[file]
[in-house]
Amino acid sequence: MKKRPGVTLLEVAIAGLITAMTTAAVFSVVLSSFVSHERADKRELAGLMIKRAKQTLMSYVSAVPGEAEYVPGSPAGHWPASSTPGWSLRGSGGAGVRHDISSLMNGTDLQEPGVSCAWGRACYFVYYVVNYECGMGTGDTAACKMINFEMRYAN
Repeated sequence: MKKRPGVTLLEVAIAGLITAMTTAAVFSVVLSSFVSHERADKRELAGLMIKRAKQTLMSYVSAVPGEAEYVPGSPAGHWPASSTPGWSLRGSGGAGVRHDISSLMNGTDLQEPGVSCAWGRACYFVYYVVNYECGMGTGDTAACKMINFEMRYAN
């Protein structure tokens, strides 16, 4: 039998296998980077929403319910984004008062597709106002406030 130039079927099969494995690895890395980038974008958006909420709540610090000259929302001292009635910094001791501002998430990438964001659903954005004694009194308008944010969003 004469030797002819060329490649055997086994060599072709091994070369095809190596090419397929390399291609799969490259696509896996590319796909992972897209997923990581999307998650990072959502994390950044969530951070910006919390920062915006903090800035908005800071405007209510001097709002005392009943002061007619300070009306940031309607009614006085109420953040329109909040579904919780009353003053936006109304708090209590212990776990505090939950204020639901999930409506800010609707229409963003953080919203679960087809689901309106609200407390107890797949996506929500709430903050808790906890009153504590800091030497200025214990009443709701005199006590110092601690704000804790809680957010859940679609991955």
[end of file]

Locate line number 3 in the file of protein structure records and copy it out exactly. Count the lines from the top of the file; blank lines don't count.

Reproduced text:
Repeated sequence: MKKRPGVTLLEVAIAGLITAMTTAAVFSVVLSSFVSHERADKRELAGLMIKRAKQTLMSYVSAVPGEAEYVPGSPAGHWPASSTPGWSLRGSGGAGVRHDISSLMNGTDLQEPGVSCAWGRACYFVYYVVNYECGMGTGDTAACKMINFEMRYAN